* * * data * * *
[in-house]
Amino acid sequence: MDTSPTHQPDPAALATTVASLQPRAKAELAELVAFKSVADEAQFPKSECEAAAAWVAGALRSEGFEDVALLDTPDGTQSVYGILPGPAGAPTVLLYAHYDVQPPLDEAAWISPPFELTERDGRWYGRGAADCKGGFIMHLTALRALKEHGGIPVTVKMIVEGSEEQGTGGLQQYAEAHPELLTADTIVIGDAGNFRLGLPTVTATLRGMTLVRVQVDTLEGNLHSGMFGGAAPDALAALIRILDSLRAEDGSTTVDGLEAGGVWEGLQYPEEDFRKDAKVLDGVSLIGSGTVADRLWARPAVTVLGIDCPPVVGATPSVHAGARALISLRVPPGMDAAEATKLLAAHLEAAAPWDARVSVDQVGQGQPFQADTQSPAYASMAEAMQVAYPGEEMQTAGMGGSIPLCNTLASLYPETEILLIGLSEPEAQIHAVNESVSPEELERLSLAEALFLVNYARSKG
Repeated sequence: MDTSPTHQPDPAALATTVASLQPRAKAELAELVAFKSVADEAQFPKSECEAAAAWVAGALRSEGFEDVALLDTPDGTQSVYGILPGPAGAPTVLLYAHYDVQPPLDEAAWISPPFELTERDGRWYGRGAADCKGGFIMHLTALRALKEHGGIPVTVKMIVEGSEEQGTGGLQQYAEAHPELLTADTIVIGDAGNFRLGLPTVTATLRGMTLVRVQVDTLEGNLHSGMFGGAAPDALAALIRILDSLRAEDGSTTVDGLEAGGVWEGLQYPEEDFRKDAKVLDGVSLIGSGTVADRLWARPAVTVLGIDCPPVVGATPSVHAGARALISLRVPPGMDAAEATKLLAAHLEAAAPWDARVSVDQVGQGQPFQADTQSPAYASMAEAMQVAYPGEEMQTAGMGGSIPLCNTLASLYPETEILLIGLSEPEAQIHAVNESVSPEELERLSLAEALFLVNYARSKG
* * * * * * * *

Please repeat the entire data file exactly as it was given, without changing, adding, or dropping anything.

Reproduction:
[in-house]
Amino acid sequence: MDTSPTHQPDPAALATTVASLQPRAKAELAELVAFKSVADEAQFPKSECEAAAAWVAGALRSEGFEDVALLDTPDGTQSVYGILPGPAGAPTVLLYAHYDVQPPLDEAAWISPPFELTERDGRWYGRGAADCKGGFIMHLTALRALKEHGGIPVTVKMIVEGSEEQGTGGLQQYAEAHPELLTADTIVIGDAGNFRLGLPTVTATLRGMTLVRVQVDTLEGNLHSGMFGGAAPDALAALIRILDSLRAEDGSTTVDGLEAGGVWEGLQYPEEDFRKDAKVLDGVSLIGSGTVADRLWARPAVTVLGIDCPPVVGATPSVHAGARALISLRVPPGMDAAEATKLLAAHLEAAAPWDARVSVDQVGQGQPFQADTQSPAYASMAEAMQVAYPGEEMQTAGMGGSIPLCNTLASLYPETEILLIGLSEPEAQIHAVNESVSPEELERLSLAEALFLVNYARSKG
Repeated sequence: MDTSPTHQPDPAALATTVASLQPRAKAELAELVAFKSVADEAQFPKSECEAAAAWVAGALRSEGFEDVALLDTPDGTQSVYGILPGPAGAPTVLLYAHYDVQPPLDEAAWISPPFELTERDGRWYGRGAADCKGGFIMHLTALRALKEHGGIPVTVKMIVEGSEEQGTGGLQQYAEAHPELLTADTIVIGDAGNFRLGLPTVTATLRGMTLVRVQVDTLEGNLHSGMFGGAAPDALAALIRILDSLRAEDGSTTVDGLEAGGVWEGLQYPEEDFRKDAKVLDGVSLIGSGTVADRLWARPAVTVLGIDCPPVVGATPSVHAGARALISLRVPPGMDAAEATKLLAAHLEAAAPWDARVSVDQVGQGQPFQADTQSPAYASMAEAMQVAYPGEEMQTAGMGGSIPLCNTLASLYPETEILLIGLSEPEAQIHAVNESVSPEELERLSLAEALFLVNYARSKG